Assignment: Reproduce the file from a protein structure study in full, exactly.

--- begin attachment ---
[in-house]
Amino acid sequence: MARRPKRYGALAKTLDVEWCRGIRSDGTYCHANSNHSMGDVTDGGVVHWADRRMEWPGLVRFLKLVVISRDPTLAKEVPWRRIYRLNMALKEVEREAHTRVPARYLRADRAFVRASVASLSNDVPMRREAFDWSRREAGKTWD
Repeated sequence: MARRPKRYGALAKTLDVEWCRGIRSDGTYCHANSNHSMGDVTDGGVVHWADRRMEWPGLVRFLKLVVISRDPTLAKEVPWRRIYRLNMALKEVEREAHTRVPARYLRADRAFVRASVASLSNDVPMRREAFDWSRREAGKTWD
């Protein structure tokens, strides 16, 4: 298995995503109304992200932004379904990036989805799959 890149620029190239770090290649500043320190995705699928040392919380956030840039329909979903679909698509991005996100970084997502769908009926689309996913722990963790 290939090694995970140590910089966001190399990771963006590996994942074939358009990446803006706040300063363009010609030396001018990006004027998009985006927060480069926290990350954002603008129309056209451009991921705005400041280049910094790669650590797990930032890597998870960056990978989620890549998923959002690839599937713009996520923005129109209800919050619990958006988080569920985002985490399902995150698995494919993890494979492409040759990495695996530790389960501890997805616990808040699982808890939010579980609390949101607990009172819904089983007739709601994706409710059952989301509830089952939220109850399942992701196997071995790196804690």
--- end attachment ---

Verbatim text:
[in-house]
Amino acid sequence: MARRPKRYGALAKTLDVEWCRGIRSDGTYCHANSNHSMGDVTDGGVVHWADRRMEWPGLVRFLKLVVISRDPTLAKEVPWRRIYRLNMALKEVEREAHTRVPARYLRADRAFVRASVASLSNDVPMRREAFDWSRREAGKTWD
Repeated sequence: MARRPKRYGALAKTLDVEWCRGIRSDGTYCHANSNHSMGDVTDGGVVHWADRRMEWPGLVRFLKLVVISRDPTLAKEVPWRRIYRLNMALKEVEREAHTRVPARYLRADRAFVRASVASLSNDVPMRREAFDWSRREAGKTWD
């Protein structure tokens, strides 16, 4: 298995995503109304992200932004379904990036989805799959 890149620029190239770090290649500043320190995705699928040392919380956030840039329909979903679909698509991005996100970084997502769908009926689309996913722990963790 290939090694995970140590910089966001190399990771963006590996994942074939358009990446803006706040300063363009010609030396001018990006004027998009985006927060480069926290990350954002603008129309056209451009991921705005400041280049910094790669650590797990930032890597998870960056990978989620890549998923959002690839599937713009996520923005129109209800919050619990958006988080569920985002985490399902995150698995494919993890494979492409040759990495695996530790389960501890997805616990808040699982808890939010579980609390949101607990009172819904089983007739709601994706409710059952989301509830089952939220109850399942992701196997071995790196804690």